This article explores the challenges faced with authorisation of chemicals under the REACH Regulation.
The REACH Regulation (1907/2006) concerns the Registration, Evaluation, Authorisation and restriction of CHemicals. It impacts manufacturers, importers and suppliers (including distributors and retailers) of chemicals and products containing a Substance of Very High Concern (SVHC). See our article on the impact of REACH on Retailers
For many, Authorisation is likely to be the next big challenge of REACH. Many are now familiar with REACH registration and obligations to pass on information regarding SVHCs in articles. However, far fewer have had to deal with a substance in their product being included on the Authorisation List (Annex XIV of REACH).
Once a substance is included on the Authorisation List it cannot be placed on the market or used after a given date, unless an Authorisation is granted for the specific use, or a relevant exemption applies. Authorisation aims to ensure that the risks from SVHCs are properly controlled and that these substances are progressively replaced by suitable alternatives.
Businesses, especially those using SVHCs, need to monitor proposals to include new substances on the Authorisation List, respond to consultations and develop a strategy to ensure ongoing compliance should the substance be included on the Authorisation List.
The Authorisation List
The European Chemicals Agency (ECHA) prioritises SVHCs to determine which to include on the Authorisation List. Priority is given to substances considered the most dangerous i.e. to substances that are persistent, bioaccumulative and toxic and those which are very persistent and very bioaccumulative, and which are widely used or used in high volumes.
ECHA publicly consults on any draft recommendation to include a substance on the List with potentially affected businesses having a formal opportunity to input into the decision making process. The Member State Committee of ECHA also issues an opinion on the draft recommendation. ECHA takes this and any comments received during the public consultation into account when finalising and issuing its opinion to the European Commission.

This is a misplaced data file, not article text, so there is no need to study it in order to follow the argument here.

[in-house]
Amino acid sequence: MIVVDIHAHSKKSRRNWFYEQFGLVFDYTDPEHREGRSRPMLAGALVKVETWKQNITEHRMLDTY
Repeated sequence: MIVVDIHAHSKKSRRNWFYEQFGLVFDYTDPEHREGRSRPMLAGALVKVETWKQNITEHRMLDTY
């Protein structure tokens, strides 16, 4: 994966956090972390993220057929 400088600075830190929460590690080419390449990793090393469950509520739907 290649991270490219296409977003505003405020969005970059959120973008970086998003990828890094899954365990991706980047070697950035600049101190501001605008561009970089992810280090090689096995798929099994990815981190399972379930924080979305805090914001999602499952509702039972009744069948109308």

The European Commission then determines whether to include the substance on the Authorisation List and passes relevant legislation.
If one of your substances is included on the Authorisation List you will need to develop a strategy for how to proceed. The substance’s entry on the List will include a:
- “Sunset Date” – the date from which placing the substance on the market/or using the substance will be prohibited unless an authorisation has been granted; and
- “Latest application date” – date by which applications for authorisation must be received to allow the supply or use of the substance to continue after the Sunset Date and in advance of the application for authorisation being determined.
Your strategy will need to include exploring whether there are safer alternatives to the substance and whether it is possible to substitute them. Alternatively an application for authorisation may be needed.
In developing an application strategy a range of issues will need to be considered, including whether a joint application can be submitted or whether an individual application is necessary, whether there are any potential substitutes which could be developed and timeframes, and issues regarding confidentiality.
Developing an application is time consuming, costly and is likely to require input from external specialists. There is no guarantee that an authorisation will be granted but a robust application will maximise the chances that your use will be allowed to continue after the Sunset Date.
There has also been concern that at present there is no method by which an authorisation or an application for an authorisation can be transferred. Industry has raised this issue with ECHA and we are expecting ECHA to issue guidance on this issue shortly.